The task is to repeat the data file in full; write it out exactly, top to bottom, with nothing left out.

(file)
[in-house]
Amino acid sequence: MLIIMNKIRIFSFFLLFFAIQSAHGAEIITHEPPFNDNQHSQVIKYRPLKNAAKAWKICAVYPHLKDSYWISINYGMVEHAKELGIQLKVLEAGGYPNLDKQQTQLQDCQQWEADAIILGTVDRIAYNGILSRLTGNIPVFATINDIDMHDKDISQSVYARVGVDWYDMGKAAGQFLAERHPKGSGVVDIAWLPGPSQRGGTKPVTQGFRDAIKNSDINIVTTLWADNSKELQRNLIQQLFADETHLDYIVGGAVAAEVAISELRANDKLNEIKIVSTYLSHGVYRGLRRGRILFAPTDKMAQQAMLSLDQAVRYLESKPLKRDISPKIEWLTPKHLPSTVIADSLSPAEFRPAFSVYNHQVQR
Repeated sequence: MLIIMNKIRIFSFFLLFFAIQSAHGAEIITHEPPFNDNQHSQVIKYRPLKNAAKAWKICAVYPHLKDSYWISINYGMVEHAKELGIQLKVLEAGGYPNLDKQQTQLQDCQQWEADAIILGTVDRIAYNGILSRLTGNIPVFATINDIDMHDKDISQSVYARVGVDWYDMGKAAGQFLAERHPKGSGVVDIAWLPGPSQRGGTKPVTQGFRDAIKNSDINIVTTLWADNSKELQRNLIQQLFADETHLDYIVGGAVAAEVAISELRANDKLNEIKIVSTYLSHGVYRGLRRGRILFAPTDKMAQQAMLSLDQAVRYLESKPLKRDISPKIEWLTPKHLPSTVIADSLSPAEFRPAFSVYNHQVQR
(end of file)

[in-house]
Amino acid sequence: MLIIMNKIRIFSFFLLFFAIQSAHGAEIITHEPPFNDNQHSQVIKYRPLKNAAKAWKICAVYPHLKDSYWISINYGMVEHAKELGIQLKVLEAGGYPNLDKQQTQLQDCQQWEADAIILGTVDRIAYNGILSRLTGNIPVFATINDIDMHDKDISQSVYARVGVDWYDMGKAAGQFLAERHPKGSGVVDIAWLPGPSQRGGTKPVTQGFRDAIKNSDINIVTTLWADNSKELQRNLIQQLFADETHLDYIVGGAVAAEVAISELRANDKLNEIKIVSTYLSHGVYRGLRRGRILFAPTDKMAQQAMLSLDQAVRYLESKPLKRDISPKIEWLTPKHLPSTVIADSLSPAEFRPAFSVYNHQVQR
Repeated sequence: MLIIMNKIRIFSFFLLFFAIQSAHGAEIITHEPPFNDNQHSQVIKYRPLKNAAKAWKICAVYPHLKDSYWISINYGMVEHAKELGIQLKVLEAGGYPNLDKQQTQLQDCQQWEADAIILGTVDRIAYNGILSRLTGNIPVFATINDIDMHDKDISQSVYARVGVDWYDMGKAAGQFLAERHPKGSGVVDIAWLPGPSQRGGTKPVTQGFRDAIKNSDINIVTTLWADNSKELQRNLIQQLFADETHLDYIVGGAVAAEVAISELRANDKLNEIKIVSTYLSHGVYRGLRRGRILFAPTDKMAQQAMLSLDQAVRYLESKPLKRDISPKIEWLTPKHLPSTVIADSLSPAEFRPAFSVYNHQVQR